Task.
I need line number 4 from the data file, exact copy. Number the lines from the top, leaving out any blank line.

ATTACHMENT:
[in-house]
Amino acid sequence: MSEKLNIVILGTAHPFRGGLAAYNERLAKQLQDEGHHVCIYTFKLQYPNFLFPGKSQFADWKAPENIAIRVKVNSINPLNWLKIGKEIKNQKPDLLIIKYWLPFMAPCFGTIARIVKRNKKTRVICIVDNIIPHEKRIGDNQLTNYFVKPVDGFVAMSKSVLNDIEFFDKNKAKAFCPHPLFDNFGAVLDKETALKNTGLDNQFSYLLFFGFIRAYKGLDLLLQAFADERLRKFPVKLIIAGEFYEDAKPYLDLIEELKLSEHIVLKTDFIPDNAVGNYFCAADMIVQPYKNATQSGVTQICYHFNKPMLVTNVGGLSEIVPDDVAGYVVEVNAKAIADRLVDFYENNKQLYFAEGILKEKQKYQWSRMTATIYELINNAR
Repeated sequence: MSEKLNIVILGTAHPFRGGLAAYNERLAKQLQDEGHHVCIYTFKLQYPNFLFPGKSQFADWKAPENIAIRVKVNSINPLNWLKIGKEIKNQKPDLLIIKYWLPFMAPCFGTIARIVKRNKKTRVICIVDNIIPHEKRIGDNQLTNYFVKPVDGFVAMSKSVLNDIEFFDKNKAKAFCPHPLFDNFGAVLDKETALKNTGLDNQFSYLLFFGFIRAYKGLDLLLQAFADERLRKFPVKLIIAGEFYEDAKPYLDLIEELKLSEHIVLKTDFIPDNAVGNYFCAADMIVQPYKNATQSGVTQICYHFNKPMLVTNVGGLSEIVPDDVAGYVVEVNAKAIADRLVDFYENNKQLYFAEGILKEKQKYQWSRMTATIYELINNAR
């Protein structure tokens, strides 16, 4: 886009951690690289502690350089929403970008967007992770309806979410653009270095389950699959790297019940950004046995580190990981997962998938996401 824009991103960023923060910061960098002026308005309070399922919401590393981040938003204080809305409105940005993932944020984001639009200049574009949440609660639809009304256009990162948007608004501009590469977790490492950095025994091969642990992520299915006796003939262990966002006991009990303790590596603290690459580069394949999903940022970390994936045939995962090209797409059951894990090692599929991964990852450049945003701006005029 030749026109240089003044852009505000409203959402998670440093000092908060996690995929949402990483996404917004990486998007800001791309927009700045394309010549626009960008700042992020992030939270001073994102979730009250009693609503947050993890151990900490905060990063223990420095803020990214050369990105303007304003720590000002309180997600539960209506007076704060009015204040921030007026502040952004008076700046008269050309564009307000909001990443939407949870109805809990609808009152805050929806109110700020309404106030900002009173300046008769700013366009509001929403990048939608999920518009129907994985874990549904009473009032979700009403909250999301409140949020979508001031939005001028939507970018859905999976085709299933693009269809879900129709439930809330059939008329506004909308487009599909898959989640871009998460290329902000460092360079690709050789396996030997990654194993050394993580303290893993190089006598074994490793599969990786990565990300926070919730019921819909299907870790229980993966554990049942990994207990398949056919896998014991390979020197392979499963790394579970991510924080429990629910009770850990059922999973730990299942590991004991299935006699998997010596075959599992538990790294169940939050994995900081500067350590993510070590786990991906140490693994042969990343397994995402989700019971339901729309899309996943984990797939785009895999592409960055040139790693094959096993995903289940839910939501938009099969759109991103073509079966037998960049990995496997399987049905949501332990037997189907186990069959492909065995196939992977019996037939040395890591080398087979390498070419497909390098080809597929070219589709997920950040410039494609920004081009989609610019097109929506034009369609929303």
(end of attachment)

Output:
């Protein structure tokens, strides 16, 4: 886009951690690289502690350089929403970008967007992770309806979410653009270095389950699959790297019940950004046995580190990981997962998938996401 824009991103960023923060910061960098002026308005309070399922919401590393981040938003204080809305409105940005993932944020984001639009200049574009949440609660639809009304256009990162948007608004501009590469977790490492950095025994091969642990992520299915006796003939262990966002006991009990303790590596603290690459580069394949999903940022970390994936045939995962090209797409059951894990090692599929991964990852450049945003701006005029 030749026109240089003044852009505000409203959402998670440093000092908060996690995929949402990483996404917004990486998007800001791309927009700045394309010549626009960008700042992020992030939270001073994102979730009250009693609503947050993890151990900490905060990063223990420095803020990214050369990105303007304003720590000002309180997600539960209506007076704060009015204040921030007026502040952004008076700046008269050309564009307000909001990443939407949870109805809990609808009152805050929806109110700020309404106030900002009173300046008769700013366009509001929403990048939608999920518009129907994985874990549904009473009032979700009403909250999301409140949020979508001031939005001028939507970018859905999976085709299933693009269809879900129709439930809330059939008329506004909308487009599909898959989640871009998460290329902000460092360079690709050789396996030997990654194993050394993580303290893993190089006598074994490793599969990786990565990300926070919730019921819909299907870790229980993966554990049942990994207990398949056919896998014991390979020197392979499963790394579970991510924080429990629910009770850990059922999973730990299942590991004991299935006699998997010596075959599992538990790294169940939050994995900081500067350590993510070590786990991906140490693994042969990343397994995402989700019971339901729309899309996943984990797939785009895999592409960055040139790693094959096993995903289940839910939501938009099969759109991103073509079966037998960049990995496997399987049905949501332990037997189907186990069959492909065995196939992977019996037939040395890591080398087979390498070419497909390098080809597929070219589709997920950040410039494609920004081009989609610019097109929506034009369609929303």